My son’s eyes nearly exploded out of his young face as he saw his grandfather pouring a blanket of sugar over his bowl of Cheerios.
Whenever our children came home from having stayed with Grandma and Grandpa for a weekend, a day or even an hour, Sarah and I had to help them relearn our own house rules. Such as, cookies are not allowed for breakfast, lunch or dinner. Caffeinated coffee is not intended for children under 8 years old. Donuts are not considered to be a “whole grain” food. There is no need to blanket Cocoa Puffs with sugar, and despite Grandma’s favorite rally cry, “Grandma’s my name and spoiling is my game.” Dad’s slogan remained, “Dad’s my name and no…you can’t have that…or that…or that.”
I remember when my son first came home and asked to put sugar over his cereal. Though Sarah and I had both grown up pouring sugar over our cereal, we wanted to limit the amount of sugar our children took in and with it, lower their energy level, naturally. Thus, we chose not to introduce our children to this treasured secret. I have memories of pouring sugar over every spoonful of Wheaties while simultaneously digging in the box for the next cool cereal box toy.
Like my son, I was always the first one up in the mornings, so I was nearly always the first to get at the cereal and have the first crack at the cereal box toy. I remember some my favorite rewards included a $1 bill from Cheerios (I was one of one million people who shared a one million dollar jackpot), a Wacky Wall Walker (what is more fun than throwing a sticky plastic octopus to the wall and watching it crawl down the wall…until it gets dirty…then it just falls to the floor and gets dirtier) and a color changing spoon from a box of Trix.
I recall on one such occasion, where I had to dig inside of a box of cereal to find a prized piece of red cellophane, that was needed to be able to read the secret message on the back of the cereal box (this was at a time where germs had not yet been invented in my pre-adolescent mind, so I was certain no one would mind my sticky little fingers handling every sugary, frosted flake inside the box). Without that simple red filter…there was no hope of reading the important secret message…which probably said something like, “Trix are for kids.” or “They’re Grrreat!” or some other super important message.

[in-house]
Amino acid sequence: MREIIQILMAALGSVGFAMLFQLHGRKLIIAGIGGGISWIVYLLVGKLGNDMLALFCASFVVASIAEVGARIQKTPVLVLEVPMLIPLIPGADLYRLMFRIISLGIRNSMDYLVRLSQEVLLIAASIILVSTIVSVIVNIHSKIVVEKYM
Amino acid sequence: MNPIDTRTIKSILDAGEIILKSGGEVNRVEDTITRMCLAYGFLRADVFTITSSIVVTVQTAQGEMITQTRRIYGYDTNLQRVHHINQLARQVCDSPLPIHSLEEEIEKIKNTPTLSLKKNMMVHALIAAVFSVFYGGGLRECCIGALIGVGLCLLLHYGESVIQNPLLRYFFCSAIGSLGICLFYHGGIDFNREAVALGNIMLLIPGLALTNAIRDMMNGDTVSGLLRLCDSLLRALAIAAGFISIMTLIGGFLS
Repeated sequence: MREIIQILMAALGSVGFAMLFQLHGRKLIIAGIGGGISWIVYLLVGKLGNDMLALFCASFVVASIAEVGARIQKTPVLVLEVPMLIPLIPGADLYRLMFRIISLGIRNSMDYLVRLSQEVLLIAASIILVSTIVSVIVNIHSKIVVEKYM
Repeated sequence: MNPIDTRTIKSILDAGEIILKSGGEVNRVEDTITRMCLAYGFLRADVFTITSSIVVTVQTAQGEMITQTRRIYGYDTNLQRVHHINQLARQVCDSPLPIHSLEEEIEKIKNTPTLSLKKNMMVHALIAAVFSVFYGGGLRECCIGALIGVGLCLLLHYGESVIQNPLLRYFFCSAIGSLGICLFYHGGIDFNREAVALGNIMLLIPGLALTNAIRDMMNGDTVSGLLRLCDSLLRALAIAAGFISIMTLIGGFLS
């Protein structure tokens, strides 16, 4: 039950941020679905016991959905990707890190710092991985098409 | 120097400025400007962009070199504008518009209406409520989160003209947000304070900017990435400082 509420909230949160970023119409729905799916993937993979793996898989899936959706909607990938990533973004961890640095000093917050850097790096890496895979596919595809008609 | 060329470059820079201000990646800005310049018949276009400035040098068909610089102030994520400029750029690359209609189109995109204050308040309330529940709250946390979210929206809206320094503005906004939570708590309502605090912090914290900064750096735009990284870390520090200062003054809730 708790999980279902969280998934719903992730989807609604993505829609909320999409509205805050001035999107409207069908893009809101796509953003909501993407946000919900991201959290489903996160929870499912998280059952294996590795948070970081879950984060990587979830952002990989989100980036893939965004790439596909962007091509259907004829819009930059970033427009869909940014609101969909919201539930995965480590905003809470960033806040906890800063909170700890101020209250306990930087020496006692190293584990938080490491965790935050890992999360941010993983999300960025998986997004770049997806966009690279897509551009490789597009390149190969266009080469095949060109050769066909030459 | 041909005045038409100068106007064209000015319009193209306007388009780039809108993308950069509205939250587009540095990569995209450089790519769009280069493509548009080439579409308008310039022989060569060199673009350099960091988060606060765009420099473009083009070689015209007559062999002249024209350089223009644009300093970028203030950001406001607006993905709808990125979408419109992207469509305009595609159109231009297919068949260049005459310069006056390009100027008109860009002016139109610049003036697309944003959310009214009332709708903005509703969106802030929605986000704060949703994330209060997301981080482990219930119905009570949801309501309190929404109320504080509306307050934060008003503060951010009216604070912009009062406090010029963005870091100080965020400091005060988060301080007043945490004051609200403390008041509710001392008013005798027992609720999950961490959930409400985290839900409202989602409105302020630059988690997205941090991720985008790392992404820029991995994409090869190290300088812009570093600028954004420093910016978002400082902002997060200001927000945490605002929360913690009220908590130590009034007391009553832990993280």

Our lives are filled with revelations. Our parents reveal to us our misbehaviors and their expectations of us. They, perhaps, reveal that wooden spoon hidden in the drawer when those expectations are not met. Our parents can also reveal many life skills to us…like, how to live…how to manage money, how to treat others, how to speak to others, how to love our own children and how to reveal these things to our children as well…and perhaps, how not to blanket our cereal with an acre of sugar.
As great as our parents are as “revealers,” there is another who reveals an even greater message. In John 16:5-16, Jesus promises that the Holy Spirit will come and “reveal” to the world its guilt in sin, righteousness and judgment. Though that may sound negative, there is a beauty in recognizing our own guilt. When we recognize our own guilt, our own lack of righteousness and the judgment that follows, we find ourselves primed for the message of hope that is also revealed. The message is the promise that Jesus has conquered our sin, given us His righteousness and taken our deserved judgment upon Himself.
That is a message that is worth having revealed.